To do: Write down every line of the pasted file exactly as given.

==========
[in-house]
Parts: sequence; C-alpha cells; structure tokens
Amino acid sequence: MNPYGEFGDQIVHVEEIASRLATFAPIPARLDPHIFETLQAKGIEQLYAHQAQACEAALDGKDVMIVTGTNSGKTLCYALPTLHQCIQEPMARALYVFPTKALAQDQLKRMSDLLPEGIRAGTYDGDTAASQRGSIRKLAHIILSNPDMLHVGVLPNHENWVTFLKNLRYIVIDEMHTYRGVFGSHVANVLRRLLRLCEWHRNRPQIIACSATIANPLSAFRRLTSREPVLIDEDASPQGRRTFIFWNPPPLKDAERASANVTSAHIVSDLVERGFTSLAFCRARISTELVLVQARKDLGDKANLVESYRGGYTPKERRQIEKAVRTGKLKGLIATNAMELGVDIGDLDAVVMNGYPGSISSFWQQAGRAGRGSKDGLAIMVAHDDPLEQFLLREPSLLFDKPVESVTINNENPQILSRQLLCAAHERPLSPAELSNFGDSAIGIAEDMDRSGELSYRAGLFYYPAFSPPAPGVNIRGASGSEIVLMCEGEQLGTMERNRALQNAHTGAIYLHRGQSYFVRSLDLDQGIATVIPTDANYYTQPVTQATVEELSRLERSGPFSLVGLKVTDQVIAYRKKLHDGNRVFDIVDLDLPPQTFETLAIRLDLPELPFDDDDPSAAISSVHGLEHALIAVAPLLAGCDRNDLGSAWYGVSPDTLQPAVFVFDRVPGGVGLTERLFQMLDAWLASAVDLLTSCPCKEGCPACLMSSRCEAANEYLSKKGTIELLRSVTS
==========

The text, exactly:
[in-house]
Parts: sequence; C-alpha cells; structure tokens
Amino acid sequence: MNPYGEFGDQIVHVEEIASRLATFAPIPARLDPHIFETLQAKGIEQLYAHQAQACEAALDGKDVMIVTGTNSGKTLCYALPTLHQCIQEPMARALYVFPTKALAQDQLKRMSDLLPEGIRAGTYDGDTAASQRGSIRKLAHIILSNPDMLHVGVLPNHENWVTFLKNLRYIVIDEMHTYRGVFGSHVANVLRRLLRLCEWHRNRPQIIACSATIANPLSAFRRLTSREPVLIDEDASPQGRRTFIFWNPPPLKDAERASANVTSAHIVSDLVERGFTSLAFCRARISTELVLVQARKDLGDKANLVESYRGGYTPKERRQIEKAVRTGKLKGLIATNAMELGVDIGDLDAVVMNGYPGSISSFWQQAGRAGRGSKDGLAIMVAHDDPLEQFLLREPSLLFDKPVESVTINNENPQILSRQLLCAAHERPLSPAELSNFGDSAIGIAEDMDRSGELSYRAGLFYYPAFSPPAPGVNIRGASGSEIVLMCEGEQLGTMERNRALQNAHTGAIYLHRGQSYFVRSLDLDQGIATVIPTDANYYTQPVTQATVEELSRLERSGPFSLVGLKVTDQVIAYRKKLHDGNRVFDIVDLDLPPQTFETLAIRLDLPELPFDDDDPSAAISSVHGLEHALIAVAPLLAGCDRNDLGSAWYGVSPDTLQPAVFVFDRVPGGVGLTERLFQMLDAWLASAVDLLTSCPCKEGCPACLMSSRCEAANEYLSKKGTIELLRSVTS